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Excerpted From: Dru Brenner-Beck and John A. Haymond, Racial Inequities in Military Justice: Déjà Vu, All Over, and Over, Again, 61 South Texas Law Review 535 (Winter 2021) (58 Footnotes) (Full Document)


BrennerBeckAndHaymondIn the summer of 2020, the House Armed Services Committee held hearings on the 2019 General Accountability Office (GAO) Report detailing demonstrated racial inequities in the administration of military justice. At the direction of Congress, this report, Military Justice: DOD and the Coast Guard Need to Improve Their Capabilities to Assess Racial and Gender Disparities (GAO Disparity Report), was issued by the United States General Accountability Office (GAO) in May 2019. It analyzed military justice data collected from 2013 to 2017 and substantiated disturbing findings on racial inequities in the administration of military justice in the armed services.

In the 2020 hearings, The Judge Advocate General (TJAG) for each military service testified--acknowledging the disturbing statistics disclosed in the GAO report. Despite the passage of more than a year from the report's issuance, no TJAG was prepared to give answers to explain the existence of the racial disparities. This problem is not new. Although ostensibly race-neutral, in reality, military justice has long struggled with issues of racial inequities in its administration. Despite the U.S. military's role in leading the nation in the amelioration of racial discrimination resulting from President Truman's order requiring the integration of the military in 1948, in the past seventy-four years, the U.S. military has grappled with its own legacy of institutional racism. In 1972, then-Secretary of Defense Melvin Laird created a task force to determine the nature, extent, and causes of racial discrimination in the U.S. military. This Task Force on the Administration of Military Justice in the Armed Forces (1972 Task Force) determined that intentional and systemic discrimination remained in the armed forces, and both actual and perceived racial discrimination adversely affected discipline and the related military justice system. Although the military implemented many of the remedies recommended by the 1972 Task Force, the 2019 GAO Disparity Report substantiated the continued and persistent presence of racial inequities in the administration of military justice. The truth is that racial discrimination in military justice goes back much further than the mid-twentieth century.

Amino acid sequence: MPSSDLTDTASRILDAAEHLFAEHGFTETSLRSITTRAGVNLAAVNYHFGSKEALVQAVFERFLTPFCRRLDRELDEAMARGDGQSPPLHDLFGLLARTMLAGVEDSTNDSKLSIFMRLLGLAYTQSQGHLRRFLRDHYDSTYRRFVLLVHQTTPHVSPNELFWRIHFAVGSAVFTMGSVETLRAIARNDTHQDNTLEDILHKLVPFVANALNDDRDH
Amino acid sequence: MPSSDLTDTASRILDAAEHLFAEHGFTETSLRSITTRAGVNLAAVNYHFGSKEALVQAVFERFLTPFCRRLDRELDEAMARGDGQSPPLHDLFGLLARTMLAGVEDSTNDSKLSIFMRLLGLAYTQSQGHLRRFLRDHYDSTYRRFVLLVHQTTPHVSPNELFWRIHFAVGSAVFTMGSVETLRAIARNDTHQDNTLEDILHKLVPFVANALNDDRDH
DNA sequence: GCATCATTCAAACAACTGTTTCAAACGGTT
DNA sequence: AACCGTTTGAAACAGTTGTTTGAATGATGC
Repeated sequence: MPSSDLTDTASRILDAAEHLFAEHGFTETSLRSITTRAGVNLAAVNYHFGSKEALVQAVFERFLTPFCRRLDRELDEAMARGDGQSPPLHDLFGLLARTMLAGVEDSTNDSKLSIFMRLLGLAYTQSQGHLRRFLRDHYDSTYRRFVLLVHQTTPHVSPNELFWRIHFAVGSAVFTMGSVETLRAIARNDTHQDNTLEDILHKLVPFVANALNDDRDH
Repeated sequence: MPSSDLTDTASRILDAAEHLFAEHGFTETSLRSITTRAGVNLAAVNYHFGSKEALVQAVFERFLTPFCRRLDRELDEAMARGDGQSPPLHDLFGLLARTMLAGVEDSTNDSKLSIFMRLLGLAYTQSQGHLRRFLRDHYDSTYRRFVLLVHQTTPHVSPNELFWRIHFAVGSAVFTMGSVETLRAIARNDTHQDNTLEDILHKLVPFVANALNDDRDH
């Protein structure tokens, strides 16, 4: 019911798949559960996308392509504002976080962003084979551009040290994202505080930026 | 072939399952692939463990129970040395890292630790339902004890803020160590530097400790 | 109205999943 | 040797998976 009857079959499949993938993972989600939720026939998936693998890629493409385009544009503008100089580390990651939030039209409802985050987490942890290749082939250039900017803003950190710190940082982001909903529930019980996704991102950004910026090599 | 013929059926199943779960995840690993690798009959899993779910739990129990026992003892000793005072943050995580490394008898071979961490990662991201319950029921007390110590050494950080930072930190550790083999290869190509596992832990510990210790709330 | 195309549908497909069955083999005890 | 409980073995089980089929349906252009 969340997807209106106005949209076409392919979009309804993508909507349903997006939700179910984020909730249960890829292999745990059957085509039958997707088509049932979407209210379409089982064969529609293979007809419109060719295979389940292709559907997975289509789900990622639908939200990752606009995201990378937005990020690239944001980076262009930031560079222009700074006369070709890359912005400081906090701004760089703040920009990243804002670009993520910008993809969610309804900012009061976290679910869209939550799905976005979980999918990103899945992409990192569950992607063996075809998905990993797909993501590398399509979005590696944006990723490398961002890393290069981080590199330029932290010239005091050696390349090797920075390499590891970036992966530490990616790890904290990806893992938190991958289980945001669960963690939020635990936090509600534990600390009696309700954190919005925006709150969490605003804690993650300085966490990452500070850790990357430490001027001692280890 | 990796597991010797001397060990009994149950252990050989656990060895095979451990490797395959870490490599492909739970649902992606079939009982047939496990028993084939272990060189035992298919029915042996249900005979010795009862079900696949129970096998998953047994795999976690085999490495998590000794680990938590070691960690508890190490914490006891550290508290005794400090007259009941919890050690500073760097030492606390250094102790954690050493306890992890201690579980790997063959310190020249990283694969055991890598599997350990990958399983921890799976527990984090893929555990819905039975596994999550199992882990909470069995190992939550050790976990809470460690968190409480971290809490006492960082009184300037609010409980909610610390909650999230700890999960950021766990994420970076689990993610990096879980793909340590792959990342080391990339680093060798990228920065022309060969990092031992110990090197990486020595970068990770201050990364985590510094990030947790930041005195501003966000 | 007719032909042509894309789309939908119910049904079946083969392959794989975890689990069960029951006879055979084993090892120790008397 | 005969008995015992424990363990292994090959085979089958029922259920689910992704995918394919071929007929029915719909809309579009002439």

From November 1917 to March 1918, the Army tried 118 African-American soldiers for their alleged roles in what was termed the Houston “Mutiny” or “Riot” in a series of three courts-martial (United States v. Nesbit, United States v. Washington, and United States v. Tillman). By the end of the third trial, the Army convicted 110 of the soldiers. Thirteen soldiers convicted in Nesbit were sentenced to death by hanging. Under a legal technicality possible because the nation was at war, their sentences were executed on December 11, 1917--within twelve hours of the findings and sentence of the court-martial being approved by the Convening Authority, MG John Ruckman--and without any outside review or opportunity to seek clemency. An additional six soldiers tried in the subsequent trials (Washington and Tillman) were executed in 1918. None of the white officers of the unit were charged, despite explicit recommendations by the two Inspector Generals who investigated these events that charges be brought against two specific officers. Major Kneeland Snow, the battalion commander on the night of August 23, 1917, was later promoted by the Army.